Goal.com's Graham Lister takes a look back at the historic Champions League semi-final that took place last time the Yellow Submarine faced the Gunners...
Unusually, perhaps, given the pressures on managers at this level, both clubs go into this week’s clash with the same men in charge as in April 2006 – Manuel Pellegrini for the Yellow Submarine and Arsene Wenger for the Gunners. And both have built totally new teams in the intervening three years. Indeed, one of the stars of Arsenal’s campaign that season, Robert Pires, will be lining up against the north London side this time, having joined Villarreal shortly after Barcelona beat the Gunners 2-1 in that 2006 Paris final.
There was incident and controversy aplenty when the two teams met previously. The first leg was played on April 19 at Highbury, and Arsenal only had Tottenham Hotspur and Wigan Athletic to entertain there after the Spanish side’s visit, before leaving the stadium to the developers and moving into their new Emirates home at Ashburton Grove. They won 1-0 thanks to Kolo Toure’s first and only goal for the club at their famous old ground.
Both teams had surprised many by reaching the last four of the tournament, Domestically, Arsenal were, for the first time in Wenger’s reign, struggling to preserve their top-four Premier League status, and only succeeded in clinching fourth place on the last day of the season, beating Wigan while arch-rivals Spurs - challenging them strongly for the remaining Champions League berth - lost at West Ham. But in the Champions League they had been a revelation, keeping clean sheets and defeating Real Madrid and Juventus along the way, despite having to deploy a makeshift defence in the absence of injured stars Lauren, Ashley Cole and Sol Campbell, as Emmanuel Eboue, Mathieu Flamini (as an emergency left-back) and Philippe Senderos came in and acquitted themselves admirably.
Villarreal were no less a revelation, and indeed, given their inexperience in the Champions League – it was their first appearance in the competition - their progress to the semis had been an even greater achievement, featuring victory over Inter in the quarter-finals on away goals.
In the game at Highbury, Thierry Henry put the ball in the back of the net in the first half but was wrongly adjudged to have been offside. If Arsenal felt hard done by, their Spanish opponents (though Pellegrini's team was largely South American, with strong representation from Argentina and Uruguay) would have their own grievances before the night was over. The Gunners made the vital breakthrough just before the break when Aliaksandr Hleb, beginning to show his worth in an Arsenal shirt, drilled in a low cross that Toure planted in the back of the net.
In the second half, Arsenal appeared to decide, after a dominant opening, that it was better to protect a 1-0 lead than risk going for a second and conceding a costly away goal. But Austrian referee Konrad Plautz enraged the Yellow Submarine when he ignored strong claims for a penalty as Jose Maria was impeded. It looked a clear-cut foul, and AS had no doubt, its headline the following day being "Penalty!" in huge yellow letters. The paper insisted, "Jose Maria wasn't just taken down, he was assaulted, The referee would have been comic if he hadn't been a weapon of mass destruction."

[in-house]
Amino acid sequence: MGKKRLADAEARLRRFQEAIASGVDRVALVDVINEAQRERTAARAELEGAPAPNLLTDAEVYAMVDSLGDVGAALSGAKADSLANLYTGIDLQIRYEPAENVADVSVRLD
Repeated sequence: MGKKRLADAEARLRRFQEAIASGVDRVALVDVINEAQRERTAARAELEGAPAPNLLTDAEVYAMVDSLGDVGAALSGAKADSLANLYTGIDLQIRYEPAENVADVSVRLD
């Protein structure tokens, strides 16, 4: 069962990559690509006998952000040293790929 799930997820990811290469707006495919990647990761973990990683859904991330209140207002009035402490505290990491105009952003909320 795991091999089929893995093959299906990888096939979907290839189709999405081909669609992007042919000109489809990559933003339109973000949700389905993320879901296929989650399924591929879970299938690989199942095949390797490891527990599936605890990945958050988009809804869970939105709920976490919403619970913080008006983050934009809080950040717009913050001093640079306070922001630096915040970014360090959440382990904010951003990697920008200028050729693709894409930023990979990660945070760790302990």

By brandishing yellow cards to five Villarreal players and none to the Gunners, and by blowing for full-time before Juan Roman Riquelme could deliver one final set-piece, Plautz further endeared himself to the Villarreal faithful. AS referred to the official simply as "the devil". "Robbery in London" chimed in Sport.
However, Villarreal's Josimo admitted, "In the first 45 minutes and the start of the second half Arsenal were far superior to us, and the Spanish media also praised the "maestro" Henry, while urging Luis Aragones, Spain's coach at the time, to build the national team around Cesc Fabregas in the summer, "Arsenal play at the speed of light," said El Pais, "but they never quite finished off the tie".
From an Arsenal perspective, Plautz had done an OK job, and there was no doubt the clean sheet was a massive plus. But they had been restricted to the one goal thanks to Pellegrini's strategy of keeping a narrow midfield, forcing Arsenal to play wide, though in doing so they also restricted Riquelme's creative options. But with the Gunners denied space to play their accustomed one-twos, Villarreal's defence did just enough to give themselves hope of overturning the tie in the second leg in Spain.
The game at El Madrigal was far too tense to be a classic, and in fact Arsenal appeared unusually nervy and disjointed on the night. Sol Campbell was back but somewhat ring rusty, and when Flamini had to be substituted early on, Wenger had no option but to summon Gael Clichy from the bench for the first time since breaking his foot at the beginning of November 2005.
The action was largely forgettable, though the hosts had reason to rue the profligacy of Guillermo Franco, who headed one inviting Javi Venta cross wide and another, from Marcos Senna, over the bar. Henry was unusually tentative,but the start of the second half was delayed by a pitch invader wearing an Argentina shirt, who tried to present the Arsenal captain with a Barcelona shirt that had the name Henry printed on it. He was about 14 months too soon.
However, the game hinged on an 88th minute incident, when Clichy fouled Jose Mari and Villarreal were awarded a penalty. Arsenal keeper Jens Lehmann psyched out the dejected Riquelme, and the Gunners were through to face Barcelona at the Stade de France on May 17.
Graham Lister, Goal.com